An analogy for me the challenge is that I will never be able to ‘walk through the valley of the shadow of death” like Stage 0-3 breast cancer patients can. If you are a Stage 0-3 cancer patient, you will walk through that valley and come out on the other side. Yes, you will be tortured, but you will come out on the other side and wear the pink sash that says “Survivor” on it. The Stage Four people will continue to walk around in the shadow of death and stay there. Maybe 2 years, maybe 20 years, who knows!!
There is no cure for mets, we feel like cast-offs in the pink ribbon world. The research funding is pennies on the dollar for Stage Four. Most of the research ‘pink’ money goes to Stage 0-3. These are the women that will survive. They are the ‘winners’ that will wear the pink sash. Not to put them down, I was one of them before I was re-diagnosed five years later with mets. What an eye opener to find myself on another planet. Our incurable condition will generate anxiety in those around us, including Stage 0-3 cancer patients. Which means, we are avoided. It’s best to stay with our mets groups and not hangout with other ‘regular’ breast support groups.
There are certain things you never say to a mets person. For example, When will you be done with treatment? The answer is NEVER. At least until I die or the options have run out. Don’t tell me I have to stay positive. Think about what you’re saying. I just got a brick in the face and I’m supposed to be positive about this??? Please don’t believe that there is a cure for mets as this is a mistake. Don’t use military type words such as “keep fighting”. Less than 5% can turn into long term ‘survivors’. With odds like, I don’t think I’d lay my money down. Don’t ask me if I smoked, or if I took good care of myself, or about a miracle treatment from Mexico that will cure me. And no, I’m not happy I have a ‘good’ kind of cancer instead of a ‘bad’ one.
Please don’t tell me you understand, or that I can call you anytime if I need you. Odds are I won’t. But, the worst think to say to a mets person is “But, you look so good”. That one might get you a poke in the nose. We are in a state of “Quality of Life” with our oncology team. We will take medications (up to about 20 now) for our ‘type’ of cancer treatment and the effects. We will take pain medication for pain. We will probably not have surgery unless it improves our quality of life. If we are in good shape we can volunteer for clinical trials where we get to be the guinea pig. But, only if our quality of life is not sacrificed. This is where I’m at now. I live one day at a time. Facing ones mortality is not cool. But, some of us HAVE to wrap our brains around it and get a hold of ourselves. If we know we will live for 2 years then we will hop cruise ships and party down. But, what if we live 20 years? Then, we better keep working and making deposits into retirement accounts.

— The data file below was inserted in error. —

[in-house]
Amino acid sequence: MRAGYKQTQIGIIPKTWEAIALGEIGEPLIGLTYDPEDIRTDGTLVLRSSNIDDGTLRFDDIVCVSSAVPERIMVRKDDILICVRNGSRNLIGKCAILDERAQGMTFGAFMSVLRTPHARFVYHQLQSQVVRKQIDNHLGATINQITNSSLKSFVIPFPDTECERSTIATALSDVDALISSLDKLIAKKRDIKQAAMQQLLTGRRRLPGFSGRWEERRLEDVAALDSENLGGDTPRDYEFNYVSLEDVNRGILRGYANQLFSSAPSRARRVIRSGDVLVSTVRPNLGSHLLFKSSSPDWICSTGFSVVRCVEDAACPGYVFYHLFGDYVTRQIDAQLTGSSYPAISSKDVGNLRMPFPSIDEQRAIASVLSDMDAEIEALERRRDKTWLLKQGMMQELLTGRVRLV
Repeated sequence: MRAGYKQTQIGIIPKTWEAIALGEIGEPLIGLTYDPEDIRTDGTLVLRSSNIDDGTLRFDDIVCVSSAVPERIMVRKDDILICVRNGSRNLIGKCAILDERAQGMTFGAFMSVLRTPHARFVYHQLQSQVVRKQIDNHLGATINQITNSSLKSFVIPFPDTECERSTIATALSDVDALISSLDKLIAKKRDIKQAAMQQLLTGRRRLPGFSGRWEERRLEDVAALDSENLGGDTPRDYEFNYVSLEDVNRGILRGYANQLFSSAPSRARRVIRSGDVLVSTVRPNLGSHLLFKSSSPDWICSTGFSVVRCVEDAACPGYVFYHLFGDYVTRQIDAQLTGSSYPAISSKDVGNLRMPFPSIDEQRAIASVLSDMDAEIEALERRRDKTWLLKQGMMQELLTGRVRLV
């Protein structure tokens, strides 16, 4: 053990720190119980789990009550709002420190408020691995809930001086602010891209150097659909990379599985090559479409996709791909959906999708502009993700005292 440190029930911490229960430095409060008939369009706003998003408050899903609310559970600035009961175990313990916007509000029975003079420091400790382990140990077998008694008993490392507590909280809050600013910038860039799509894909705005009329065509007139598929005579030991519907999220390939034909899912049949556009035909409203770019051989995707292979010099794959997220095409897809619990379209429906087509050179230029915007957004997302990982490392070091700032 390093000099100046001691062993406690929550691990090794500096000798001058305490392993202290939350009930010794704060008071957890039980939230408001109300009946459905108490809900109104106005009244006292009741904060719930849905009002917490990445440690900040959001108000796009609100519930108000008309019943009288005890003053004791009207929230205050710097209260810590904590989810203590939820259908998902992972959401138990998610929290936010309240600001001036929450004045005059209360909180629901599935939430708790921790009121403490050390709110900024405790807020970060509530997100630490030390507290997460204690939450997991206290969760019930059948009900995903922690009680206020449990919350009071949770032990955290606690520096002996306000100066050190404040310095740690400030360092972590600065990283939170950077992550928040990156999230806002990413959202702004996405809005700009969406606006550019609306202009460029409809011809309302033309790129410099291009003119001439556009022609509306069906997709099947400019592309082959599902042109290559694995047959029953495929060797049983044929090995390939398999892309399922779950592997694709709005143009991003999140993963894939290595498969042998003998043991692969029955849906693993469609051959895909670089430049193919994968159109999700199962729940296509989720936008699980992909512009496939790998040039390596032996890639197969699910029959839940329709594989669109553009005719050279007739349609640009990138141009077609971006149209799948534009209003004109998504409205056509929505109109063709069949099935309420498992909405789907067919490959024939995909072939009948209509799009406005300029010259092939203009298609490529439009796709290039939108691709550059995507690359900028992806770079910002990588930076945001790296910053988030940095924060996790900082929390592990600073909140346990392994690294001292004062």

I am tired and in pain every day. After 33 rounds of medication and it’s side effects, I have a routine for now. I will keep going. I’m not fighting anything anymore; just walking through the valley, one foot in front of the other.
I enjoy walking four miles every day I can, yoga about 3 times per week, hanging with friends and family when possible. I’m from the Seattle area and the guy I date is still there (I’m outside DC). We try to get together at least once a quarter. I guess you could say I’m in a long term relationship. Now that my kids are grown, marriage, and all that goes with it, is not as important. I love my church and sing in the choir, volunteer for USO, and work full time. My daughter lives here in Virginia, about a half hour away. My son is in Texas and comes home when he can.